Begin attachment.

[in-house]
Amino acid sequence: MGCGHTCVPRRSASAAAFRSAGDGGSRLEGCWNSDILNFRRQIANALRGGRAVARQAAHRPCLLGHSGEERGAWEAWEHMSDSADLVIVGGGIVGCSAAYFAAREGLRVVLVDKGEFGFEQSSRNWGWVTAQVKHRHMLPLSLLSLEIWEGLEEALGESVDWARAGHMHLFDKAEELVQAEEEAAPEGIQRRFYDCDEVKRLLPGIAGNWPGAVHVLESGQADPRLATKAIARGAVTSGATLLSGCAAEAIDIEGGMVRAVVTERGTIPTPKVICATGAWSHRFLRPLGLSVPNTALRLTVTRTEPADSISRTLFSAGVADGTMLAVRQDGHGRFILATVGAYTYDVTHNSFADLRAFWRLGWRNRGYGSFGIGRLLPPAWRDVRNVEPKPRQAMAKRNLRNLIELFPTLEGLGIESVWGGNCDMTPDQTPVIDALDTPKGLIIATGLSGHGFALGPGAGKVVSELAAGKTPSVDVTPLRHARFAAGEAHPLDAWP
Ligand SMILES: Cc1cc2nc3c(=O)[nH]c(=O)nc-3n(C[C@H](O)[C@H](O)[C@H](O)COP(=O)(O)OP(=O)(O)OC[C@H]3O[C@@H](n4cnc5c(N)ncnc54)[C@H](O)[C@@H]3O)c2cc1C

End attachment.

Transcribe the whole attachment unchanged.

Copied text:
[in-house]
Amino acid sequence: MGCGHTCVPRRSASAAAFRSAGDGGSRLEGCWNSDILNFRRQIANALRGGRAVARQAAHRPCLLGHSGEERGAWEAWEHMSDSADLVIVGGGIVGCSAAYFAAREGLRVVLVDKGEFGFEQSSRNWGWVTAQVKHRHMLPLSLLSLEIWEGLEEALGESVDWARAGHMHLFDKAEELVQAEEEAAPEGIQRRFYDCDEVKRLLPGIAGNWPGAVHVLESGQADPRLATKAIARGAVTSGATLLSGCAAEAIDIEGGMVRAVVTERGTIPTPKVICATGAWSHRFLRPLGLSVPNTALRLTVTRTEPADSISRTLFSAGVADGTMLAVRQDGHGRFILATVGAYTYDVTHNSFADLRAFWRLGWRNRGYGSFGIGRLLPPAWRDVRNVEPKPRQAMAKRNLRNLIELFPTLEGLGIESVWGGNCDMTPDQTPVIDALDTPKGLIIATGLSGHGFALGPGAGKVVSELAAGKTPSVDVTPLRHARFAAGEAHPLDAWP
Ligand SMILES: Cc1cc2nc3c(=O)[nH]c(=O)nc-3n(C[C@H](O)[C@H](O)[C@H](O)COP(=O)(O)OP(=O)(O)OC[C@H]3O[C@@H](n4cnc5c(N)ncnc54)[C@H](O)[C@@H]3O)c2cc1C